Also-rans: Whole Foods 100% Juice Cranberry Cocktail, Great Value (Walmart), Kirkland Signature (Costco), Market Pantry (Target), and Trader Joe’s Low Calorie.

Take-away: Heinz has a full flavor that balances sweetness, saltiness, and sourness. There’s also a hint of onion powder. Target is remarkably similar; Sam’s Club tastes a bit more cooked and a bit less spicy. Sam’s Club and Target are about half the price of Heinz. We’d steer clear of Whole Foods (thin and dark, with harsh flavors) and Trader Joe’s (low tomato taste, with unbalanced flavors). Per tablespoon, most products have 15 to 20 calories, about 160 milligrams of sodium, and 4 grams of sugar. Sam’s Club has a bit more sodium; Trader Joe’s, slightly less sugars.

Also-rans: Great Value (Walmart), Whole Foods, and Trader Joe’s Low Calorie.

Take-away: All of the syrups (medium or dark amber Grade A) are very good and would be delicious over pancakes. But Maple Grove and Target are slightly thicker than others and have bigger, bolder, more complex flavors—caramel, vanilla, and roasted notes, with a hint of coffee. Pure maple syrup is expensive regardless of brand, so let price be your guide. Costco, costing 36 percent less than the name brand, is a good value. All of the syrups have 200 calories, 50 grams of sugars per quarter-cup, and negligible sodium.

Also-rans: Whole Foods 365 Everyday Organic, Great Value (Walmart), Kirkland Signature (Costco), and Trader Joe’s.

Take-away: Hellmann’s is well blended, creamy, slightly sweet and salty, and eggy, with a hint of vinegar. The better store brands are cheaper by at least 25 percent, and you’d be hard- pressed to taste a difference in a sandwich. The also-rans have a big pickle-relish taste or other drawbacks.

Also-rans: Sam’s Club Bakers & Chefs and Trader Joe’s.

Take-away: Birds Eye vegetables (carrots, peas, corn, and green beans) are crisp, with fresh notes; Trader Joe’s are even crisper and fresher, as if they’ve been quickly blanched in hot water. And they’re about 10 cents less per serving. The also-rans just tasted a little less fresh. The products have about 60 calories per serving and 20 to 70 milligrams of sodium. All are fat-free.

Also-rans: Whole Foods, Sam’s Club, and Great Value (Walmart).

Take-away: The Sargento is creamy and slightly sweet, with fresh dairy notes. Sam’s Club and Walmart cheeses also taste fresh. Sam’s Club is slightly firmer than Sargento, and Walmart is somewhat crumbly. When melted, even the also-rans are close to Sargento in quality. Sam’s Club and Costco are cheapest—less than half the price of Sargento per serving.

Also-rans: Whole Foods, Kirkland Signature (Costco), and Trader Joe’s.

Take-away: You’d be unlikely to mistake frozen shrimp for fresh, though neither is cheap. Per pound, prices range from about $6.50 (Walmart) to $15 (Whole Foods). Tastee shrimp are soft and watery; Costco, Trader Joe’s, and Whole Foods shrimp have a firmer, chewier texture and aren’t waterlogged. At $7.25, Costco offers the best mix of price and quality. The products have 75 to 100 calories per 3-ounce serving and about 1 gram of fat. Costco and Whole Foods have the least sodium, about 175 milligrams.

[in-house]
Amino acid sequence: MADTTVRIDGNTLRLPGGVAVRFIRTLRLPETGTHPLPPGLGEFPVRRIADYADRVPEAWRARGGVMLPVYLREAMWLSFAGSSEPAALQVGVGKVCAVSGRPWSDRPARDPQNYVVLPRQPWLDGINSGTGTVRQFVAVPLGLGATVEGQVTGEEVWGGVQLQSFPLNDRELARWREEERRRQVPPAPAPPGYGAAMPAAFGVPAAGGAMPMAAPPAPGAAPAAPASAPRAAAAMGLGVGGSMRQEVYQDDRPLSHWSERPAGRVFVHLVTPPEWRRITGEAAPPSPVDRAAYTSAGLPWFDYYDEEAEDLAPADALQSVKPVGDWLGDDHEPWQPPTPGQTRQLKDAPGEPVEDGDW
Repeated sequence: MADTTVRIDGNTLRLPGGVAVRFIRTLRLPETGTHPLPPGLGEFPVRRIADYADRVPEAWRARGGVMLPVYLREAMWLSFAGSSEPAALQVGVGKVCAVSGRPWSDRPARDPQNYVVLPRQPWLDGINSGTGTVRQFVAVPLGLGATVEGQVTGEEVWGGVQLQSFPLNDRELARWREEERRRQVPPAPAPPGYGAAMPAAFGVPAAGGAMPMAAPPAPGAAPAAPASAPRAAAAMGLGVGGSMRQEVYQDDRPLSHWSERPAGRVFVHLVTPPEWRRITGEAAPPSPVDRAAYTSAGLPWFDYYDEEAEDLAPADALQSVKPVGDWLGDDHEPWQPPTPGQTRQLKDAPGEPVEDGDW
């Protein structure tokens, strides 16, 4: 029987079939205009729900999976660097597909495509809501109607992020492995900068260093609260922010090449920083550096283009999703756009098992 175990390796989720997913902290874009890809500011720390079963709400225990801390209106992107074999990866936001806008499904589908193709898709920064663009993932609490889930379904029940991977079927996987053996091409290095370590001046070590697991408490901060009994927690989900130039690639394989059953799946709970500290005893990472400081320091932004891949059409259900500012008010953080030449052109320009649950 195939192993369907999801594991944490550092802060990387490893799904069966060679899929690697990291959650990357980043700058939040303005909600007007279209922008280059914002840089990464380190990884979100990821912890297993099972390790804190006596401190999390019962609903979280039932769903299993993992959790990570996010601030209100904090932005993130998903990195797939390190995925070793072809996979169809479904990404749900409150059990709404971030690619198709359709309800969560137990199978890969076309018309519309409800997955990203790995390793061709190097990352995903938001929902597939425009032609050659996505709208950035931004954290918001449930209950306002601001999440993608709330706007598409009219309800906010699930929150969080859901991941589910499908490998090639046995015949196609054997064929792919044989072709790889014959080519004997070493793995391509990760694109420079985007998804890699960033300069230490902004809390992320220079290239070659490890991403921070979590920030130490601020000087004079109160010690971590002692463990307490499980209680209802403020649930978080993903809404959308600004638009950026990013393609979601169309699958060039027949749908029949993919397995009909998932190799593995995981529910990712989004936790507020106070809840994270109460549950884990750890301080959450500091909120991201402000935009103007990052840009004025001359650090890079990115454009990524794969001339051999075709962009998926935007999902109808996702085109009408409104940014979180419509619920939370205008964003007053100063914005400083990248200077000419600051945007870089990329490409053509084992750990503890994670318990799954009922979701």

Also-rans: None.

Take-away: The Planters is a flavorful mix of peanuts and some almonds, plus raisins and mild milk-chocolate pieces. The Whole Foods mix should attract lovers of dark chocolate. It also has raw almonds, toasted peanuts, white chocolate, chocolate-covered raisins, and dried cherries. Those as good as Planters tend to be flavorful, with peanuts, almonds, tender raisins, and tasty candy-coated chocolate pieces. Sam’s Club and Kirkland Signature (Costco) are the clear bargains—about half as expensive as Planters and Whole Foods. Per ounce, most products have 150 to 170 calories, 9 to 10 grams of fat, and 25 to 60 milligrams of sodium. Planters, which has no added salt, has just 5 milligrams of sodium per serving.

Also-rans: Kmart Smart Sense Chocolate & Nut and Trader Joe’s Rainbow’s End.

Take-away: Breyers melts cleanly in the mouth and is moderately sweet, with a strong vanilla-bean flavor. Walmart is closest in taste and costs almost 30 percent less. Costco has a host of problems: It’s overly sweet, tastes slightly medicinal, and is gummy. Most of the products have 130 to 160 calories and 7 to 8 grams of fat per half-cup. Trader Joe’s, a superpremium French vanilla, is denser and carries more nutritional baggage (260 calories, 16 grams fat, 23 grams sugars).

Also-rans: Whole Foods and Kirkland Signature (Costco).

This article appeared in the October 2013 issue of Consumer Reports magazine.

Consumer Reports has no relationship with any advertisers or sponsors on this website. Copyright © 2007-2013 Consumers Union of U.S.